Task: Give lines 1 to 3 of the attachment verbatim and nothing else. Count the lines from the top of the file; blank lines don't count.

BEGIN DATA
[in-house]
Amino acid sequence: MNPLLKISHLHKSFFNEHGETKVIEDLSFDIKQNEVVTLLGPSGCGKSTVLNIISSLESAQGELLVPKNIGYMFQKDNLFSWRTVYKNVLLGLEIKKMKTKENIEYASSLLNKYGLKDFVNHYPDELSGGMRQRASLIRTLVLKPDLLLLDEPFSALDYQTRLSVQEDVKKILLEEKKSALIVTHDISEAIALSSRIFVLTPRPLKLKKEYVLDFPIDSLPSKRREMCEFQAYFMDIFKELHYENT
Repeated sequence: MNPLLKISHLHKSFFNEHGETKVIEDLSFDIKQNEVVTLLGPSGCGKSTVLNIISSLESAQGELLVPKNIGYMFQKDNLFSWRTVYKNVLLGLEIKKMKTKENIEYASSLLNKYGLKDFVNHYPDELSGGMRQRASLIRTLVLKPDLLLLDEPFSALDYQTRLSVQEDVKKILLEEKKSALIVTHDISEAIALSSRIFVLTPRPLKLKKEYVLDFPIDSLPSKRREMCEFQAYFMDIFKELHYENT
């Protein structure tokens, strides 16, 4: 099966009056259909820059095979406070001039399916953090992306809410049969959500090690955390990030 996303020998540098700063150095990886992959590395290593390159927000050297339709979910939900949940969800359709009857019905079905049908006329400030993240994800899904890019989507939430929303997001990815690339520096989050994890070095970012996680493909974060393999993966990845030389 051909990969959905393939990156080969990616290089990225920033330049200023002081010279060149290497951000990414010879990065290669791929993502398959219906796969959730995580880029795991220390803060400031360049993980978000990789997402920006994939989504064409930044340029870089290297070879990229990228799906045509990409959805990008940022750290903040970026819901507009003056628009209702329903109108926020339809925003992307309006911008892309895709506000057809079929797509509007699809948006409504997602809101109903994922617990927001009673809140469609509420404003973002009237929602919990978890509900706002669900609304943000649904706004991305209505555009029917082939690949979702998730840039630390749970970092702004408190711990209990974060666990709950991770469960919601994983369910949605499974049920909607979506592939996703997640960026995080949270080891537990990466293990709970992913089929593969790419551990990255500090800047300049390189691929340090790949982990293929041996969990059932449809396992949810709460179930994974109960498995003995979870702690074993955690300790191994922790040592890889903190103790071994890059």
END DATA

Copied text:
[in-house]
Amino acid sequence: MNPLLKISHLHKSFFNEHGETKVIEDLSFDIKQNEVVTLLGPSGCGKSTVLNIISSLESAQGELLVPKNIGYMFQKDNLFSWRTVYKNVLLGLEIKKMKTKENIEYASSLLNKYGLKDFVNHYPDELSGGMRQRASLIRTLVLKPDLLLLDEPFSALDYQTRLSVQEDVKKILLEEKKSALIVTHDISEAIALSSRIFVLTPRPLKLKKEYVLDFPIDSLPSKRREMCEFQAYFMDIFKELHYENT
Repeated sequence: MNPLLKISHLHKSFFNEHGETKVIEDLSFDIKQNEVVTLLGPSGCGKSTVLNIISSLESAQGELLVPKNIGYMFQKDNLFSWRTVYKNVLLGLEIKKMKTKENIEYASSLLNKYGLKDFVNHYPDELSGGMRQRASLIRTLVLKPDLLLLDEPFSALDYQTRLSVQEDVKKILLEEKKSALIVTHDISEAIALSSRIFVLTPRPLKLKKEYVLDFPIDSLPSKRREMCEFQAYFMDIFKELHYENT